The European Commission has given AT&T the thumbs up for its $85 billion acquisition of Time Warner, meaning US regulators are the final hurdle for the deal.
Gaining approval from the European Commission was not an inconsequential step for the team, as the boresome bureaucrat has a habit of being awkward in situations which involve competition. The deal is now expected to close by the end of the year.
“This is an important approval from a highly respected authority,” said said Bob Quinn, SVP of AT&T’s External and Legislative Affairs. “The global clearance process is on track, and we look forward to creating a company that will lead the next wave of innovation in the media and telecommunications industries.”
Although it has been a long road to this point, the AT&T team still has to navigate the complicated waters of US regulation, however it is in a relatively positive position there. The concerns and opposition of President Trump to the deal on the campaign trail may have initially been a worry for the AT&T legal team, though it has found a relatively creative route.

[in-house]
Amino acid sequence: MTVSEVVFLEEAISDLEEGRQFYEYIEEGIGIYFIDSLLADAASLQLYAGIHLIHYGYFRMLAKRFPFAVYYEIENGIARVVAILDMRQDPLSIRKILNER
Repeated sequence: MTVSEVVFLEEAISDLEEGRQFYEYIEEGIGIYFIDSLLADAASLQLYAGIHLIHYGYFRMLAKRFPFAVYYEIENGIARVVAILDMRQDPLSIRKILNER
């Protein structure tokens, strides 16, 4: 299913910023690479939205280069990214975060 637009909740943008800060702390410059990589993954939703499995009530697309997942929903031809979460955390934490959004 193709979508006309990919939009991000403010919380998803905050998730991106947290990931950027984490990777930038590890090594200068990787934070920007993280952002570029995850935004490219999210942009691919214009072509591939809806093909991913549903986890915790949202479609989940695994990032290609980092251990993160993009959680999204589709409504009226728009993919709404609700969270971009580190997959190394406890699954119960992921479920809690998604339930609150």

AT&T may have been concerned over the role of the FCC, as it has the power to veto such transactions should they not be in the public interest. What constitutes as damaging to the public interest is a grey area, left open to interpretation, a phrase dreading by lawyers around the world who live by the definite language of the law. Such uncertainties are a lawyers worst nightmare.
The FCC only gets involved in such transactions when communications licences are transferred between two organizations, however AT&T filed a document that stated the licences would still remain in the Time Warner business. The FCC has no reason to get involved, therefore approval would only have to be sought from the US Department of Justice, which is based purely on precedent (a lawyers dream). As Time Warner agreed to sell its TV station in Atlanta last month, there doesn’t seem to be any competition concerns remaining.
Although it does look like it should be relatively smooth sailing through to the completion of the deal from now onwards, who knows what could happen. As Verizon’s acquisition of Yahoo has shown, screw ups can hardly be predicted.
With Amazon and Google launching smart home initiatives, have the telcos missed out on their chance to cash in on this market?
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